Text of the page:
Mahavalli, Mahāvallī, Mahāvalli, Maha-valli: 6 definitions

Introduction

Mahavalli means something in Hinduism, Sanskrit. If you want to know the exact meaning, history, etymology or English translation of this term then check out the descriptions on this page. Add your comment or reference to a book if you want to contribute to this summary article.

In Hinduism

Shilpashastra (iconography)

Source: Wisdom Library: Elements of Hindu Iconograpy

Mahāvalli is one of the Devis of Subrahmaṇya, according to the Kumāra-tantra. He should be of black complexion and should have a smiling face. She should stand with her right leg kept firmly on the ground and the left leg kept somewhat bent and placed on it. Should should be holding in her left hand a padma (lotus) and her right hand should be hanging by her side. The complexion of Devasena is red and she should also have a smiling face and standing with her left kept firmly on the ground and the right one somewhat bent. She should carry in her right hand a nīlotpala flower, and the left one should be hanging. These descriptions are rigidly observed in the sculpture of the Nāgeśvarasvamin temple.

Shilpashastra book cover
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Shilpashastra (शिल्पशास्त्र, śilpaśāstra) represents the ancient Indian science (shastra) of creative arts (shilpa) such as sculpture, iconography and painting. Closely related to Vastushastra (architecture), they often share the same literature.

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Ayurveda (science of life)

[«previous (M) next»] — Mahavalli in Ayurveda glossary
Source: Wisdom Library: Āyurveda and botany

Mahāvallī (महावल्ली) is another name for Mādhavī, which is a Sanskrit word referring to Hiptage benghalensis (hiptage) from the Malpighiaceae family, which is classified as a medicinal plant in the system of Āyurveda (science of Indian medicine). It is used throughout literature such as the Carakasaṃhitā and the Suśrutasaṃhita.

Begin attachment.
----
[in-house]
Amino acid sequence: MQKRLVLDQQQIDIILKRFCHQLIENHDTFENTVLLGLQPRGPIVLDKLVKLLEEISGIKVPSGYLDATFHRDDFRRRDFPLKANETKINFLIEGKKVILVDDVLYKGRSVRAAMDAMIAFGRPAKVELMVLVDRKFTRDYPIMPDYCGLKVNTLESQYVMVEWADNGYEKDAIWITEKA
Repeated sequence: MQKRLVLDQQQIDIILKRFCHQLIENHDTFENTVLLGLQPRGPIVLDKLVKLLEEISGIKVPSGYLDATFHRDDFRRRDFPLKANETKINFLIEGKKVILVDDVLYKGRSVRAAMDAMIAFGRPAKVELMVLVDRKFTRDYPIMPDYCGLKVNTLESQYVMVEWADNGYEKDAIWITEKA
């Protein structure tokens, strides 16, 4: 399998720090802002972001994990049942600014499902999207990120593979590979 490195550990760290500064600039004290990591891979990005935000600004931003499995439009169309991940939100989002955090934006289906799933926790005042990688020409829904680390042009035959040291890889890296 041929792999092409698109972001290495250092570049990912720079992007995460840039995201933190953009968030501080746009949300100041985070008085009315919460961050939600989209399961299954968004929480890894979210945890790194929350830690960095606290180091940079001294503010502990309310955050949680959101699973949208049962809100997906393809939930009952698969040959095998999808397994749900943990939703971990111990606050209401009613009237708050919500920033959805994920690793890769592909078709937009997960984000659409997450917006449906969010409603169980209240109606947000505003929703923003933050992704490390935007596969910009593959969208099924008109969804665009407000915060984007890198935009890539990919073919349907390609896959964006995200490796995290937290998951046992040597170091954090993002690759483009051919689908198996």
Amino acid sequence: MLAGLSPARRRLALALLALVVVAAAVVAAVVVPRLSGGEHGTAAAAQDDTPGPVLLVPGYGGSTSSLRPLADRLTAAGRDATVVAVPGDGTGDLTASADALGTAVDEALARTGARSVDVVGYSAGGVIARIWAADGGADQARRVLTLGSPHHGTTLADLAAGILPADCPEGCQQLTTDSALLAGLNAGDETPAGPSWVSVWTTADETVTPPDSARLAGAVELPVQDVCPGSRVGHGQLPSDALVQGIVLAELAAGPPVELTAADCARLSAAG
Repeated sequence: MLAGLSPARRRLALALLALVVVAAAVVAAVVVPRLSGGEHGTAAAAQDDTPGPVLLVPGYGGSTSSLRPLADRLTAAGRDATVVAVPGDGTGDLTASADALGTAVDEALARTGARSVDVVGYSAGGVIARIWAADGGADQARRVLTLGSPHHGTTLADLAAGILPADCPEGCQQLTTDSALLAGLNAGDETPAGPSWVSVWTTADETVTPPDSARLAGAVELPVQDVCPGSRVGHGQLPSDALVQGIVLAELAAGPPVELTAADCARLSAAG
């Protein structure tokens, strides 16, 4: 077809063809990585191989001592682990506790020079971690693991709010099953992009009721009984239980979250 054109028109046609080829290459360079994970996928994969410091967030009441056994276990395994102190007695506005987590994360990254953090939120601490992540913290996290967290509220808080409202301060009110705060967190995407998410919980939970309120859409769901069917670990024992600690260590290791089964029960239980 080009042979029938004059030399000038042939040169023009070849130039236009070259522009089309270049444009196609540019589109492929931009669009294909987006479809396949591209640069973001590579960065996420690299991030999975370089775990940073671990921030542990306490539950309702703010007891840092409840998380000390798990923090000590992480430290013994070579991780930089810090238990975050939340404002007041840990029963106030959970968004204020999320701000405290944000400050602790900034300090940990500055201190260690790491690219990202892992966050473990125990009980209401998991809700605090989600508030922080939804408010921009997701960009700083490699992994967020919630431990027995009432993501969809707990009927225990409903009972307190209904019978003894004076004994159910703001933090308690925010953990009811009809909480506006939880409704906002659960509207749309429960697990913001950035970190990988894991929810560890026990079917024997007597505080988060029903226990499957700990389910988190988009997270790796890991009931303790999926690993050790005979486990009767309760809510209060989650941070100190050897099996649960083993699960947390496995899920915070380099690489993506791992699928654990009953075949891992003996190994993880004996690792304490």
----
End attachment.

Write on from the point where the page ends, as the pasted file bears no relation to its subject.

Source: WorldCat: Rāj nighaṇṭu

Mahāvallī (महावल्ली) is another name for Kaṭvī, a medicinal plant possibly identified with Picrorhiza kurroa (kutki) from the Plantaginaceae or “plantain” family of flowering plants, according to verse 3.139-140 of the 13th-century Raj Nighantu or Rājanighaṇṭu. The third chapter (guḍūcyādi-varga) of this book contains climbers and creepers (vīrudh). Vaidyaka Śabda Sindhu identifies Kaṭvī with Kaṭukī (Picrorhiza kurroa), which on account of its laxative role does not tally with the Kaṭvī of the Raj Nighantu. Together with the names Mahāvallī and Kaṭvī, there are a total of eight Sanskrit synonyms identified for this plant.

Ayurveda book cover
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Āyurveda (आयुर्वेद, ayurveda) is a branch of Indian science dealing with medicine, herbalism, taxology, anatomy, surgery, alchemy and related topics. Traditional practice of Āyurveda in ancient India dates back to at least the first millenium BC. Literature is commonly written in Sanskrit using various poetic metres.

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Languages of India and abroad

Sanskrit-English dictionary

[«previous (M) next»] — Mahavalli in Sanskrit glossary
Source: DDSA: The practical Sanskrit-English dictionary

Mahāvallī (महावल्ली).—

1) the Mādhavī creeper.

2) a large creeping plant.

Mahāvallī is a Sanskrit compound consisting of the terms mahā and vallī (वल्ली).

Source: Cologne Digital Sanskrit Dictionaries: Shabda-Sagara Sanskrit-English Dictionary

Mahāvallī (महावल्ली).—f. (-llī) A large and handsome creeping plant, (Gærtnera racemosa.) E. mahā great, and vallī pedicle. “mādhabīlatāyām .”

context information

Sanskrit, also spelled संस्कृतम् (saṃskṛtam), is an ancient language of India commonly seen as the grandmother of the Indo-European language family. Closely allied with Prakrit and Pali, Sanskrit is more exhaustive in both grammar and terms and has the most extensive collection of literature in the world, greatly surpassing its sister-languages Greek and Latin.

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